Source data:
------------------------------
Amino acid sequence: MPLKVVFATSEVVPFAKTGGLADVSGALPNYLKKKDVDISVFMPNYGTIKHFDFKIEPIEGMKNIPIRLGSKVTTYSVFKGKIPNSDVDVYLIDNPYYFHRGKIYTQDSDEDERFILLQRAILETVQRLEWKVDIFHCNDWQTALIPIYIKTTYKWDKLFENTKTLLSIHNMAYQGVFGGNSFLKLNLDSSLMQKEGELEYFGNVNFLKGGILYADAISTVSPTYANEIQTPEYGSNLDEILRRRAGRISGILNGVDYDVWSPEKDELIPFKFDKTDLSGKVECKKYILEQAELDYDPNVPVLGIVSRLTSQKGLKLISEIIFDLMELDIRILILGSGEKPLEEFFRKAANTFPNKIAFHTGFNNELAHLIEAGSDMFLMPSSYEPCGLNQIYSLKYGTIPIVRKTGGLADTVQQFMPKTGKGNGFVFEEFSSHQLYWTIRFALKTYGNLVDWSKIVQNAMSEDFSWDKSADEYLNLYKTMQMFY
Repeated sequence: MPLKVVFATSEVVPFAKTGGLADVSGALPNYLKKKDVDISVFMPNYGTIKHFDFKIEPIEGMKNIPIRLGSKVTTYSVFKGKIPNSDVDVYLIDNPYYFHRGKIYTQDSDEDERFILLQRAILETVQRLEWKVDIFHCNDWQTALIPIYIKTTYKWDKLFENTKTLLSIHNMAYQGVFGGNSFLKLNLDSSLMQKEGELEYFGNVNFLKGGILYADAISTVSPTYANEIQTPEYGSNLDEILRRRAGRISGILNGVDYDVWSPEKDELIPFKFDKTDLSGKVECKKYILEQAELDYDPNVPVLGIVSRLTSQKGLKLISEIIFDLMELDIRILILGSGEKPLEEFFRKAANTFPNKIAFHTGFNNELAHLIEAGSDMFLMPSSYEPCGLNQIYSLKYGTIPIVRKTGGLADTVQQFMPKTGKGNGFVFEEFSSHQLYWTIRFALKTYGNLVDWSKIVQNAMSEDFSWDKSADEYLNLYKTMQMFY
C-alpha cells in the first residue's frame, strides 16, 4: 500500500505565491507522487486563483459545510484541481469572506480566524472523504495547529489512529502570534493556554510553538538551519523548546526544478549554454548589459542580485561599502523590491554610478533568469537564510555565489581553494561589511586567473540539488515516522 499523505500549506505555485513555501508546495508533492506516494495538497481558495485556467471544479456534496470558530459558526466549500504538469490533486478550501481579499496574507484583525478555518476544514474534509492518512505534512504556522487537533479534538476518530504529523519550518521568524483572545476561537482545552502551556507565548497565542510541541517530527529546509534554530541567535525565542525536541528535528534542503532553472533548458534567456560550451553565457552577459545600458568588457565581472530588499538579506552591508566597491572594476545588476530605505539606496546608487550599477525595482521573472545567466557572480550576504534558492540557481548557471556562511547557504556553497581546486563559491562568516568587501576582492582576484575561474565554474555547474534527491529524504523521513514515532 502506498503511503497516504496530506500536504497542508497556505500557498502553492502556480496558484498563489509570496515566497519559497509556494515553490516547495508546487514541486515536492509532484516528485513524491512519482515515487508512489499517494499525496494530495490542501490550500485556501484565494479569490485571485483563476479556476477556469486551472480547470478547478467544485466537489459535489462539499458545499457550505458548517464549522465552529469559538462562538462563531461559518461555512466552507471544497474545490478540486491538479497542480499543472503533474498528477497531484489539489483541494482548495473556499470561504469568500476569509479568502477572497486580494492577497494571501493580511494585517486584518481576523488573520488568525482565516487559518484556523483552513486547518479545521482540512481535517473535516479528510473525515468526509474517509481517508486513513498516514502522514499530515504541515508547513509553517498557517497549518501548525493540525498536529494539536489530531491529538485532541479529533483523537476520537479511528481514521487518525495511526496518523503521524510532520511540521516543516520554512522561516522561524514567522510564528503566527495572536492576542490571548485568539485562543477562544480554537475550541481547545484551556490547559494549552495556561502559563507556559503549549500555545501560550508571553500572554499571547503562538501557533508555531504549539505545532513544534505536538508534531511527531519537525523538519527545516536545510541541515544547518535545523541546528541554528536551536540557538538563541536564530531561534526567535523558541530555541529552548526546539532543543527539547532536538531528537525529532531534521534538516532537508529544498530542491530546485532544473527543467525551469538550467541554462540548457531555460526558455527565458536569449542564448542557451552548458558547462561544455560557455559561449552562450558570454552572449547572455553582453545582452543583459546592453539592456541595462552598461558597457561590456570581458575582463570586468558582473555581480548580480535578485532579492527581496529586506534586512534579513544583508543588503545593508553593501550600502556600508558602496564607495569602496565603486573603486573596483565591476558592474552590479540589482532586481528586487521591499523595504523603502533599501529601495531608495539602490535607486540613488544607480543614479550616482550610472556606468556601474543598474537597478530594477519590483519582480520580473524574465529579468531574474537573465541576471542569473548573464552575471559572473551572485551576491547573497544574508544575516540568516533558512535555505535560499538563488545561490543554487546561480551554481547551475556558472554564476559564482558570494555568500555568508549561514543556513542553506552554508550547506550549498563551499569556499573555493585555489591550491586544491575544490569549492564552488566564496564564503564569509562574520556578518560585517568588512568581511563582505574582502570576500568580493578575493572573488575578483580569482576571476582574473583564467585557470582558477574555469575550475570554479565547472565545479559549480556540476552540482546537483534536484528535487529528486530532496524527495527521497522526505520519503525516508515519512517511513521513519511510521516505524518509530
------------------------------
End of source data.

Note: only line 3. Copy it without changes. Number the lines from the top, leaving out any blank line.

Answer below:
C-alpha cells in the first residue's frame, strides 16, 4: 500500500505565491507522487486563483459545510484541481469572506480566524472523504495547529489512529502570534493556554510553538538551519523548546526544478549554454548589459542580485561599502523590491554610478533568469537564510555565489581553494561589511586567473540539488515516522 499523505500549506505555485513555501508546495508533492506516494495538497481558495485556467471544479456534496470558530459558526466549500504538469490533486478550501481579499496574507484583525478555518476544514474534509492518512505534512504556522487537533479534538476518530504529523519550518521568524483572545476561537482545552502551556507565548497565542510541541517530527529546509534554530541567535525565542525536541528535528534542503532553472533548458534567456560550451553565457552577459545600458568588457565581472530588499538579506552591508566597491572594476545588476530605505539606496546608487550599477525595482521573472545567466557572480550576504534558492540557481548557471556562511547557504556553497581546486563559491562568516568587501576582492582576484575561474565554474555547474534527491529524504523521513514515532 502506498503511503497516504496530506500536504497542508497556505500557498502553492502556480496558484498563489509570496515566497519559497509556494515553490516547495508546487514541486515536492509532484516528485513524491512519482515515487508512489499517494499525496494530495490542501490550500485556501484565494479569490485571485483563476479556476477556469486551472480547470478547478467544485466537489459535489462539499458545499457550505458548517464549522465552529469559538462562538462563531461559518461555512466552507471544497474545490478540486491538479497542480499543472503533474498528477497531484489539489483541494482548495473556499470561504469568500476569509479568502477572497486580494492577497494571501493580511494585517486584518481576523488573520488568525482565516487559518484556523483552513486547518479545521482540512481535517473535516479528510473525515468526509474517509481517508486513513498516514502522514499530515504541515508547513509553517498557517497549518501548525493540525498536529494539536489530531491529538485532541479529533483523537476520537479511528481514521487518525495511526496518523503521524510532520511540521516543516520554512522561516522561524514567522510564528503566527495572536492576542490571548485568539485562543477562544480554537475550541481547545484551556490547559494549552495556561502559563507556559503549549500555545501560550508571553500572554499571547503562538501557533508555531504549539505545532513544534505536538508534531511527531519537525523538519527545516536545510541541515544547518535545523541546528541554528536551536540557538538563541536564530531561534526567535523558541530555541529552548526546539532543543527539547532536538531528537525529532531534521534538516532537508529544498530542491530546485532544473527543467525551469538550467541554462540548457531555460526558455527565458536569449542564448542557451552548458558547462561544455560557455559561449552562450558570454552572449547572455553582453545582452543583459546592453539592456541595462552598461558597457561590456570581458575582463570586468558582473555581480548580480535578485532579492527581496529586506534586512534579513544583508543588503545593508553593501550600502556600508558602496564607495569602496565603486573603486573596483565591476558592474552590479540589482532586481528586487521591499523595504523603502533599501529601495531608495539602490535607486540613488544607480543614479550616482550610472556606468556601474543598474537597478530594477519590483519582480520580473524574465529579468531574474537573465541576471542569473548573464552575471559572473551572485551576491547573497544574508544575516540568516533558512535555505535560499538563488545561490543554487546561480551554481547551475556558472554564476559564482558570494555568500555568508549561514543556513542553506552554508550547506550549498563551499569556499573555493585555489591550491586544491575544490569549492564552488566564496564564503564569509562574520556578518560585517568588512568581511563582505574582502570576500568580493578575493572573488575578483580569482576571476582574473583564467585557470582558477574555469575550475570554479565547472565545479559549480556540476552540482546537483534536484528535487529528486530532496524527495527521497522526505520519503525516508515519512517511513521513519511510521516505524518509530